training is important, but it has historically not achieved the necessary emphasis for informed development with respect to other major procurement programs. Percolating up from the ranks in the last few decades however, has been a progressive interest to develop physical training programs that are more focused on maximizing physical functional performance. Modern culture has produced a sizable community of interest in multi-mode training (cross training), extreme athleticism, tri-athletes and athletic performance nutrition. The Iron Man competitions, the Tour de France bicycle races, cross-country obstacle events like “Spartan Races,” and “endurathon” extreme distance races are now commonplace. In comparison to the current standards in Olympic-style and professional athletic training methods, it is clear that most military forces’ physical training goals and programs are wholly misguided and inappropriate for training a modern force.

Within U.S. special operations forces, interested men and women enlisted their commands to develop internal initiatives to pursue novel training methods and strategies. Harvesting the best practices of Olympic and professional athletic training, these forces developed unique internal programs. The U.S. Navy’s Special Warfare Command (NAVSPECWARCOM) and the U.S. Army 75th Ranger Regiment were two of the first to sponsor a commandwide effort to modernize physical training and maximize operationally related functional performance. NAVSPECWARCOM’s Tactical Athlete Program and the Rangers’ Ranger Athlete Warrior programs were not only effective in enhancing the physical operational performance in the units—they were popular with the unit’s members. Commanders could easily see the intrinsic mission-related benefit from a more functionally fit force, but also gained from reduced losses of training time to injury and increased wellbeing. The units’ members eagerly took part in the programs, which were seen as a benefit of membership in an elite unit, and as a quest for excellence. As these programs became more established, the benefits of increased functional fitness, injury resistance, improved stamina and mental wellness were cited as the results. In 2009, U.S. Special Operations Command (USSOCOM) saw the benefits of this new training strategy and mandated that each of the subordinate service special operations commands develop a human performance program (HPP). The U.S. Army Special Operations Command’s (USASOC) component of the Human Performance Program is the Tactical Human Optimization, Rapid Rehabilitation and Reconditioning (THOR3) program. THOR3 is a proactive SOF-specific training program for Army special operations (ARSOF) soldiers. Enhanced human performance increases combat effectiveness, personal resiliency and wellness, and career longevity. Focused and individualized assessment and conditioning strategies reduce SOF manpower lost to injury and disease. Optimizing injury recovery and reconditioning maximizes return to duty times. Thus, the THOR3 program is designed to achieve the following four goals: increase combat performance and effectiveness, prevent injuries, improve health and longevity, and facilitate rapid return to duty. THOR3 is implemented in an headquarters USASOC centrally funded and managed, unit franchise model. Professional staff is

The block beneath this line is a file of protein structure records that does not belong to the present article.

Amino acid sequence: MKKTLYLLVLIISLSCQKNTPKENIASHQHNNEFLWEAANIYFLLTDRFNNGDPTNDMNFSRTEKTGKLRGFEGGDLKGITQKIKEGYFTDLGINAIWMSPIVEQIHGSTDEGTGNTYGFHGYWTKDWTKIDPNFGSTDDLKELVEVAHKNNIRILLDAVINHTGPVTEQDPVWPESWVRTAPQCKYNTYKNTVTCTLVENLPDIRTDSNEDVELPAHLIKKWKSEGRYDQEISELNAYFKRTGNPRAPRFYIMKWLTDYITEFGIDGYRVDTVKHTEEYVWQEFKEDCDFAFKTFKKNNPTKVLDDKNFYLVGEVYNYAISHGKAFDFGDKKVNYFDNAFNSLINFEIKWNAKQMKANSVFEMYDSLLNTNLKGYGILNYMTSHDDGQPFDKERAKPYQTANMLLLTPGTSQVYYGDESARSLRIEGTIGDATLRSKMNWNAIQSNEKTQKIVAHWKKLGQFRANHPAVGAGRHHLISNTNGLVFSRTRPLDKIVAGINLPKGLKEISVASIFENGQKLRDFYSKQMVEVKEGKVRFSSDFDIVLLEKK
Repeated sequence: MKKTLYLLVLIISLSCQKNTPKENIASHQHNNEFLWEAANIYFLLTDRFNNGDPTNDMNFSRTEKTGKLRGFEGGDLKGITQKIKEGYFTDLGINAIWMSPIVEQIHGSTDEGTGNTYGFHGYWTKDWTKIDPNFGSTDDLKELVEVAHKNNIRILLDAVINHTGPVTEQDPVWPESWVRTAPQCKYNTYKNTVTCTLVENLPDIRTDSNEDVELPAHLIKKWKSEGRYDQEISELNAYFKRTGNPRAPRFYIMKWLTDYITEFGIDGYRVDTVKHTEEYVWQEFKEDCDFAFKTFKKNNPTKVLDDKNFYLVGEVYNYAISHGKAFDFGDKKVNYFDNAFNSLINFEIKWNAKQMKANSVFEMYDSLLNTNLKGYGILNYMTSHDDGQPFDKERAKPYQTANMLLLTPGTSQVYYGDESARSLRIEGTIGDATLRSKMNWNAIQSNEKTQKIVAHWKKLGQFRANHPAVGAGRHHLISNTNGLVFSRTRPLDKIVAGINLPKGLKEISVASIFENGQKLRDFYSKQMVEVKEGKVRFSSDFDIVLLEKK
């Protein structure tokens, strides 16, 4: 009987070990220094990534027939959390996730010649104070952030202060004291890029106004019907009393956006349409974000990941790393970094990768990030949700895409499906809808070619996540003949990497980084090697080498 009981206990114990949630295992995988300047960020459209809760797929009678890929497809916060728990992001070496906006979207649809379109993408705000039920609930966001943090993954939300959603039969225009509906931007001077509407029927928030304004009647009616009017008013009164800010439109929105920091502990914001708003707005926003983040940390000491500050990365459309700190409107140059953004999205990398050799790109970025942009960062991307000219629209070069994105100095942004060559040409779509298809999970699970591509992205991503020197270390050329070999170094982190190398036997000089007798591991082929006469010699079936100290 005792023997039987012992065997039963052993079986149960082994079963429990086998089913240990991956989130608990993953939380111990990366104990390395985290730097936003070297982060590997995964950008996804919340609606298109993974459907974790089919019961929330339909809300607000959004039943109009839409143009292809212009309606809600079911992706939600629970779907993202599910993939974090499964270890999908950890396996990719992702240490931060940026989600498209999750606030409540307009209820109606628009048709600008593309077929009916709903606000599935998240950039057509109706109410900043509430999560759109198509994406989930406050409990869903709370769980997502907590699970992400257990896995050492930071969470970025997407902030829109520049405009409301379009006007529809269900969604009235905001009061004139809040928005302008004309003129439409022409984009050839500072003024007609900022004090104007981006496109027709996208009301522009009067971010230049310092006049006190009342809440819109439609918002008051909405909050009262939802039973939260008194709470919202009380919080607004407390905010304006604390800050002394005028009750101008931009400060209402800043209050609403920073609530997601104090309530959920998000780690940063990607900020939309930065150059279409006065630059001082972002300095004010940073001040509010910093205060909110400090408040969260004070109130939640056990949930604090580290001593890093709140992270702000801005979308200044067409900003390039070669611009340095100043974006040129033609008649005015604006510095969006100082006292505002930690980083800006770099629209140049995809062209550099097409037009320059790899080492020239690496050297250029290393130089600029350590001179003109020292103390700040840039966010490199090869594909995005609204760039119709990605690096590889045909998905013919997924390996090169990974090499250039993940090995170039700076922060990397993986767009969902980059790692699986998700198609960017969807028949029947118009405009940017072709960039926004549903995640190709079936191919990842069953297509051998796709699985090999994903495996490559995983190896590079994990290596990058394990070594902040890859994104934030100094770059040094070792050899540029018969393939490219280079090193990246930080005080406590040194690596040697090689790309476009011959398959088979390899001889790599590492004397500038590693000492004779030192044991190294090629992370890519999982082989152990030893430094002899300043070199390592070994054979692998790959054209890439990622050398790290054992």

hired and the equipment is resourced by the THOR3 program management team in the USASOC deputy chief of staff surgeon’s office and provided to each unit. The unit THOR3 staff in concert with the unit command, medical and training representatives then develop and coordinate a unit-focused HPP. The THOR3 goals are accomplished through services and education provided by human performance professionals. Each unit currently has a team consisting of five types of professionals: human performance program coordinators, rehabilitation program coordinators, performance and sport dietitians, strength and conditioning specialists, and physical therapists. HPP coordinators are certified strength and conditioning specialists with a master’s degree and a minimum of five years of experience training elite athletes. Rehab program coordinators are licensed physical therapists with a master’s or doctorate degree and advanced clinical certifications as well as a minimum of five years of experience in sports medicine. Performance dietitians are registered or licensed dietitians and certified specialists in sports dietetics with a minimum of two years experience in performance/sport nutrition. Strength and conditioning specialists are certified strength and conditioning specialists with a minimum of two years of experience training elite athletes. Physical therapists are licensed practitioners with additional certifications and experience in sports medicine. Crucial to the success of the THOR3 program is hiring the best-qualified human performance professionals. High standards have been set for these professionals in order to maximize on a “franchise” concept for the quality of services provided to USASOC personnel. Unit commanders have provided feedback stating that this methodology has proved highly successful in meeting the needs of their units. The collective expertise of the THOR3 team has served as a force multiplier. Train-the-trainer programs within each unit have disseminated knowledge and skills to each ARSOF warrior down to the team, squad and crew level. This also ensures continuation of the program while away from home station. USASOC units were assigned the THOR3 personnel and were issued with equipment and assigned training facilities. As building and facilities funds were not originally part of the HPP funding, THOR3 is continuing to develop as training facilities are built or modified. Each unit’s staff is allowed to build